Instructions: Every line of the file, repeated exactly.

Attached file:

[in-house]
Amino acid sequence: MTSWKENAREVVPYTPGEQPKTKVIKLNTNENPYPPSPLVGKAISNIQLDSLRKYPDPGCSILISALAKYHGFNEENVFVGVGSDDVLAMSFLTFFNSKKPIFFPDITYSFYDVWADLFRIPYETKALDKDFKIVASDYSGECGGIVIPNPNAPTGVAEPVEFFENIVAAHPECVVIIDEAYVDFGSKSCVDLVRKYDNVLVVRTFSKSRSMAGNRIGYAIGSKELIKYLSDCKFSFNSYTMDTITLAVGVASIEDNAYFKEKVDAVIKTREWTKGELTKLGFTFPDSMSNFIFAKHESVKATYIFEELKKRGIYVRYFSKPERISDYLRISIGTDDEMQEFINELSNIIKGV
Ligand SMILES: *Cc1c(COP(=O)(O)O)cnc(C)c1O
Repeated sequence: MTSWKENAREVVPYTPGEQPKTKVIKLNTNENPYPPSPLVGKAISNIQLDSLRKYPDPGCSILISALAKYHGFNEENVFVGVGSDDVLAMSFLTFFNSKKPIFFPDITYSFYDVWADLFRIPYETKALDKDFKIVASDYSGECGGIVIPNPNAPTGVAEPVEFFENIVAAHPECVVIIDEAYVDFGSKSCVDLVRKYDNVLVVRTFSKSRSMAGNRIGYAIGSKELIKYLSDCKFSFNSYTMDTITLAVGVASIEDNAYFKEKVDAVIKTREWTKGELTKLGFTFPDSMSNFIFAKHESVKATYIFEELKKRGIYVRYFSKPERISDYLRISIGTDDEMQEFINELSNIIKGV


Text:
[in-house]
Amino acid sequence: MTSWKENAREVVPYTPGEQPKTKVIKLNTNENPYPPSPLVGKAISNIQLDSLRKYPDPGCSILISALAKYHGFNEENVFVGVGSDDVLAMSFLTFFNSKKPIFFPDITYSFYDVWADLFRIPYETKALDKDFKIVASDYSGECGGIVIPNPNAPTGVAEPVEFFENIVAAHPECVVIIDEAYVDFGSKSCVDLVRKYDNVLVVRTFSKSRSMAGNRIGYAIGSKELIKYLSDCKFSFNSYTMDTITLAVGVASIEDNAYFKEKVDAVIKTREWTKGELTKLGFTFPDSMSNFIFAKHESVKATYIFEELKKRGIYVRYFSKPERISDYLRISIGTDDEMQEFINELSNIIKGV
Ligand SMILES: *Cc1c(COP(=O)(O)O)cnc(C)c1O
Repeated sequence: MTSWKENAREVVPYTPGEQPKTKVIKLNTNENPYPPSPLVGKAISNIQLDSLRKYPDPGCSILISALAKYHGFNEENVFVGVGSDDVLAMSFLTFFNSKKPIFFPDITYSFYDVWADLFRIPYETKALDKDFKIVASDYSGECGGIVIPNPNAPTGVAEPVEFFENIVAAHPECVVIIDEAYVDFGSKSCVDLVRKYDNVLVVRTFSKSRSMAGNRIGYAIGSKELIKYLSDCKFSFNSYTMDTITLAVGVASIEDNAYFKEKVDAVIKTREWTKGELTKLGFTFPDSMSNFIFAKHESVKATYIFEELKKRGIYVRYFSKPERISDYLRISIGTDDEMQEFINELSNIIKGV